This is one of my favorite desserts and possibly one of my favorite foods. I do think that apple cakes should be a separate food group. I found the recipe in one of Anna Olson’s tutorials; this is a type of pastry I have not made before, a kind of a cross between a rough puff pastry and shortcrust pastry. My small contribution to the recipe was topping it with heart cutouts because… I could. I also adapted the recipe to the Boyfriend’s taste by using only cinnamon as spice and adding a small amount of raisins.
It is really worth watching a professional in action to see how things are supposed to be done, and you will see that Anna is a professional in the first few minutes of the video. I am sure that many people find comfort in watch the incompetent but adorable Nigella fumble with the chopping knife or her useless utensils–”she is one of us.” However, I found that watching the professionals in action helps me improve my own skills (and not only when baking).
This recipe is not complex, but requires quite a bit of time for chilling between steps. Best done on a relaxing weekend afternoon.
Blue ribbon apple pie
- 315 g all purpose flour
- 1 Tbsp sugar
- 1 tsp salt
- 3 Tbsp vegetable oil
- 225 g cold butter, cut into 1 cm cubes
- 60 ml water
- 2 tsp vinegar
- 500 g peeled and thinly sliced apples (starting with 5 to 6 small apples)
- 150 g brown sugar
- 2 tsp cinnamon plus 1/2 tsp extra for sprinkling
- 20 g raisins
- 2 Tbsp rolled oats
- 10 g white sugar
- eggwash (one egg, mixed)
- Food processor
- Baking sheet
- Rolling pin
- Parchment paper
- Sautée pan
- 23 cm pie dish (aka black vlaai tin)
- Oven tray
- Pastry brush
- For the pastry, combine the flour, sugar, salt, and vegetable oil in the bowl of a food processor fitted with a slicing blade. Pulse five times.
- Add the butter and pulse four times.
- Mix the water and vinegar and add to the food processor. Pulse four times. The dough will have small chunks of butter interspersed with the rest of the mixture.
- Turn the dough on a surface (ideally, a marble slate) and bring it together. Split in two equal pieces and chill in the fridge for at least one hour.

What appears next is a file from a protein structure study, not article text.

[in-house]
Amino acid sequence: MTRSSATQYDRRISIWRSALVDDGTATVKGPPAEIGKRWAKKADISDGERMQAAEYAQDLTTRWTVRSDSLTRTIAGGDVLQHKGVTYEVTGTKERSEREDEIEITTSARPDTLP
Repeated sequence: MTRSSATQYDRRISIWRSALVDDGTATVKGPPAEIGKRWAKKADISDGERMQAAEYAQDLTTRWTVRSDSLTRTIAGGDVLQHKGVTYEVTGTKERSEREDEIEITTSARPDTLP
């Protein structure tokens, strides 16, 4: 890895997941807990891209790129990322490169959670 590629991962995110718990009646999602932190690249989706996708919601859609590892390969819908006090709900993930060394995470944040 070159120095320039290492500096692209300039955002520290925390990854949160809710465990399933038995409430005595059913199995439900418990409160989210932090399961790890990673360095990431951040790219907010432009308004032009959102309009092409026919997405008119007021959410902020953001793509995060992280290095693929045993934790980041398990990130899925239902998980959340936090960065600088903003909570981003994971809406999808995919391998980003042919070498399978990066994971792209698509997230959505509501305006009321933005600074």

- Roll each dough piece between two sheets of parchment paper in a round about 5 mm thick, so that it will coat the pie dish. At this point, I find that the butter melts so much that I cannot work with the dough, so I put it to chill in the fridge for about half an hour.
- Flour lightly the pie dish and use one rolled dough sheet to line the dish. Return to the fridge.
- With the heart-shaped cutter, cut the shapes from the second dough piece. I find the shapes to be much more neat if I put the dough to chill for half an hour after I had made the cuts in the pastry but not yet removed the heart shapes. There will be enough dough left after extracting the first batch of hearts to re-roll and make a second batch.
- Heat the oven to 205˚C with an oven tray inside. Putting the pie on a warmed tray will prevent the dreaded soggy bottom.
- While the dough piece with the heart shapes chills, prepare the filling. Put half of the apples and half of the sugar in a sautée pan over medium heat. Sauté until the water starts running from the apples, and then carefully transfer the apples without the liquid in a bowl. Add the remaining apples, sugar, cinnamon, and raisins and mix.
- Sprinkle the oats over the dough in the pie dish and top with the apple filling. Dot with some butter. Arrange hearts on the pie, brush with the eggwash, and sprinkle with the mixture of white sugar and cinnamon.
- Place the pie on the oven tray and bake for 10 min. Reduce the oven temperature to 190˚C and bake for a further 40 to 50 min, or until the pie is golden brown and baked.